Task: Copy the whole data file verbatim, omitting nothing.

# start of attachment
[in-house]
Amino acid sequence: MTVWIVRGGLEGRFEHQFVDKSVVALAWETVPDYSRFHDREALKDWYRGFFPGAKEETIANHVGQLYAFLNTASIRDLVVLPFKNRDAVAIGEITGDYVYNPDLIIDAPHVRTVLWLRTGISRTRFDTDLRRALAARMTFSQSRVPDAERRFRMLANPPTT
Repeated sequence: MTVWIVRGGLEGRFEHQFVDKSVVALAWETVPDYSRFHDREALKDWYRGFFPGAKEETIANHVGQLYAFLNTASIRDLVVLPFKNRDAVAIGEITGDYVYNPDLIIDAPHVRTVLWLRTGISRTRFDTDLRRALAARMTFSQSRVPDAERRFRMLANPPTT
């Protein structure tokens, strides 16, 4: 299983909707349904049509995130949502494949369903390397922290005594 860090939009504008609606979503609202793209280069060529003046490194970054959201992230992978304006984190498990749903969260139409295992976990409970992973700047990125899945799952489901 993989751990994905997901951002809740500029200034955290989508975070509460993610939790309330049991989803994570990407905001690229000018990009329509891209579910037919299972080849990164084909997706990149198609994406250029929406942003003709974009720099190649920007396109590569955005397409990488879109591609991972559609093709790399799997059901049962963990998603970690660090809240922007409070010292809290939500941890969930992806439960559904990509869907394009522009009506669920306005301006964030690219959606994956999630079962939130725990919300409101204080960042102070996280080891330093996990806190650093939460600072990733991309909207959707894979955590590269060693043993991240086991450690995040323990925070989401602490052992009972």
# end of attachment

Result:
[in-house]
Amino acid sequence: MTVWIVRGGLEGRFEHQFVDKSVVALAWETVPDYSRFHDREALKDWYRGFFPGAKEETIANHVGQLYAFLNTASIRDLVVLPFKNRDAVAIGEITGDYVYNPDLIIDAPHVRTVLWLRTGISRTRFDTDLRRALAARMTFSQSRVPDAERRFRMLANPPTT
Repeated sequence: MTVWIVRGGLEGRFEHQFVDKSVVALAWETVPDYSRFHDREALKDWYRGFFPGAKEETIANHVGQLYAFLNTASIRDLVVLPFKNRDAVAIGEITGDYVYNPDLIIDAPHVRTVLWLRTGISRTRFDTDLRRALAARMTFSQSRVPDAERRFRMLANPPTT
């Protein structure tokens, strides 16, 4: 299983909707349904049509995130949502494949369903390397922290005594 860090939009504008609606979503609202793209280069060529003046490194970054959201992230992978304006984190498990749903969260139409295992976990409970992973700047990125899945799952489901 993989751990994905997901951002809740500029200034955290989508975070509460993610939790309330049991989803994570990407905001690229000018990009329509891209579910037919299972080849990164084909997706990149198609994406250029929406942003003709974009720099190649920007396109590569955005397409990488879109591609991972559609093709790399799997059901049962963990998603970690660090809240922007409070010292809290939500941890969930992806439960559904990509869907394009522009009506669920306005301006964030690219959606994956999630079962939130725990919300409101204080960042102070996280080891330093996990806190650093939460600072990733991309909207959707894979955590590269060693043993991240086991450690995040323990925070989401602490052992009972």